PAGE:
His FBI badge helped the hospital find someone to call after he'd been diagnosed with a concussion. Later, Peter would be extremely grateful that they called Neal, rather than Elizabeth, who was no doubt still the emergency contact on the forms.
"They say you were airborne, Peter, your legs knocked out from under you," Neal said, taking Peter's hand. "Do I want to know what's under that bandage?"
"A big goose egg, I think," Peter said with a tongue that felt wrongly attached to his mouth. "It's the strangest feeling, like I'm dreaming while awake. Are you really here, Neal? I feel so nauseous I almost hope you aren't."
"I won't leave you. Would you mind telling me why you were saying the name of my pigeon right after you came to?"
"This is a dream," Peter said, beginning to feel uneasy.
"The ambulance people said you were saying the name 'Charlene.' It got the people at the FBI all confused, I'll have you know. They think you're really branching out."
"I'm sorry you have to see me so sick," Peter said a few moments after the nausea made him humiliate himself.
"The idea of infidelity makes you ill—duly noted," Neal said, trying to get a smile out of Peter. "The doctors say you don't remember the bicyclist who knocked you over. Is it coming back at all?"
Peter shook his head and then wished he hadn't. "It was early yet, there weren't a lot of people near Grand Central at that time. That's all I know." He tried a smile. "This is nothing, Neal. Some bruises, a bump on the head. You and I both have taken worse knocks than a bicycle."
"Of course." Neal spent the time by Peter's side telling him amusing stories, and then he brought his lover back to his apartment after a rather ugly telephone exchange with Hughes.
"He's still my agent, and apparently someone isn't happy you spent the night together, Caffrey. Must I let him tempt fate again?"
"Maybe he forgot to update the necessary forms, but I am now the person in Peter's life who cares for him when he is sick, Agent Hughes. He's seeing stars and can hardly walk upright. June is more than competent to care for him if he had to go home, but he does not. And I think he'd rather me see him like this than someone else."
The doorman helped get Peter out of the cab and the concierge got him up to Neal's apartment.
"I'm not hungry," Peter said.
"I am cooking for me as much as for you," Neal said from his still-pristine kitchen. He needed to do something to help him think. But there was really only one thought that was still there after everything had been chopped. He left the soup simmering in the pot and closed the door to his bedroom. "Moz? This is war."
Gaspar went out to the storage facility in Queens and went through the complicated security protocol to get in to the correct unit.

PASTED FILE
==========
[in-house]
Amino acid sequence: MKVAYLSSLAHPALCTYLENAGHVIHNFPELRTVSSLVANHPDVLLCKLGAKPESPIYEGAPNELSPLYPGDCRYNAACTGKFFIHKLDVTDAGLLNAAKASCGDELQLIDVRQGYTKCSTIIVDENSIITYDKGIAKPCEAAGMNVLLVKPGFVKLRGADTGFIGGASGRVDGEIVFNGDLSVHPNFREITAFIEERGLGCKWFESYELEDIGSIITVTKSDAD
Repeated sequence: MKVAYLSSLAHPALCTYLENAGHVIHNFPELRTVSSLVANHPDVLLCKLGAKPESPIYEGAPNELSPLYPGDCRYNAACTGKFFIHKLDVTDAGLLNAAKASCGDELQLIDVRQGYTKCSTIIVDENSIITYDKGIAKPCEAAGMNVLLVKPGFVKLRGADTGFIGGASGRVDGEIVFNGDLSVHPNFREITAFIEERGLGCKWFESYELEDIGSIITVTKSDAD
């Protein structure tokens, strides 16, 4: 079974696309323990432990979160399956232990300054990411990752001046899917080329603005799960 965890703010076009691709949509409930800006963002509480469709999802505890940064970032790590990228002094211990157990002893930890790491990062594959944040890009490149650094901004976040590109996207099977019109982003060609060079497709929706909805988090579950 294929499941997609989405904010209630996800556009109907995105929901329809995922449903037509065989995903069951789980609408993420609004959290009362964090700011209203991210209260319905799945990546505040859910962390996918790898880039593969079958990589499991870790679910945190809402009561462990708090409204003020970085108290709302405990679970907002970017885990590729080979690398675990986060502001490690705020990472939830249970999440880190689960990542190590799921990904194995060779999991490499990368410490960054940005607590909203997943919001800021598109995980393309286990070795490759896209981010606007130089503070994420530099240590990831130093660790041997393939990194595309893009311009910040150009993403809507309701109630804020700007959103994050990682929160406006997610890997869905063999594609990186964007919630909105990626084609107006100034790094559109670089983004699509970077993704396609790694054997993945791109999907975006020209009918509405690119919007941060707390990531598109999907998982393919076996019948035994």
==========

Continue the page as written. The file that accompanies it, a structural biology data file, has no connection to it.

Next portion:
"You made it! Thanks for coming to my turf for this meeting," Mozzie said, flipping up the visor on his protective suit. "I have a time-sensitive job."
"Oh, it's been years since I've made a jewel," Gaspar said in the usual mix of German and English he employed with Mozzie, stripping down to his undershirt due to the extreme heat.
"You're a craftsman? I had no idea," Mozzie said. "I always took you for strictly financial, the occasional gambling con."
"Mother sent me to school specifically so I could learn a trade, as she called manufacturing gems. Humans will always be captivated by jewels, she said, and thus meeting that eternal demand is always good business, if on the wrong side of the law."
"This endeavor is not strictly illegal," Mozzie said, pulling out the ice chest where he had two bottles of wine chilling. "A society lady is down on her luck, but doesn't want to make it public that she needs to hock her jewels. If she quickly suffers a robbery in which the new jewelry is lost, and then chooses to file an insurance claim anyway, I can't be held responsible."
"Naturally. Ah, you remembered my favorite wine," Gaspar crowed.
"Yes, you can have that whole bottle of muscatel. I have a nice vino verde for me." He checked his timer for the chemical process and poured wine for the both of them.
"Neal wanted me to come talk with you because he's not content with our conservative strategy up until now. And I have been having… thoughts."
"Oh?" the small criminal said to the larger one.
"It simply does not make sense. This mysterious butler, who has to be fabulously well-connected in most sectors of New York society—you've never crossed paths with him, Mozzie. And you are also fabulously well-connected."
"With society folks, not so much. This gem commission came my way because there are not too many people who will accept such a job on short notice. But servants of the ultra-rich—can't say I know any. Or any career servants—I've posed as a butler myself on occasion."
"We all have, my friend," Gaspar raised his glass. "You say you've never seen him, based on the driver's license photo and passport photo, as well as the security footage from a dozen wine auctions and other such events. But how many of your contacts have you circulated the photo to?"
Mozzie shrugged. "After what happened when Neal went missing, and it turned out that people were too afraid I would put a hit on them to share the information, both Neal and I have been loath to send around a picture of this guy with the understanding that we hate his guts, thereby making everyone clam up. It's a provocation, you have to admit, sending a photo around the underworld looking to flush out someone who has your Nüsse and those of your partner in his grip."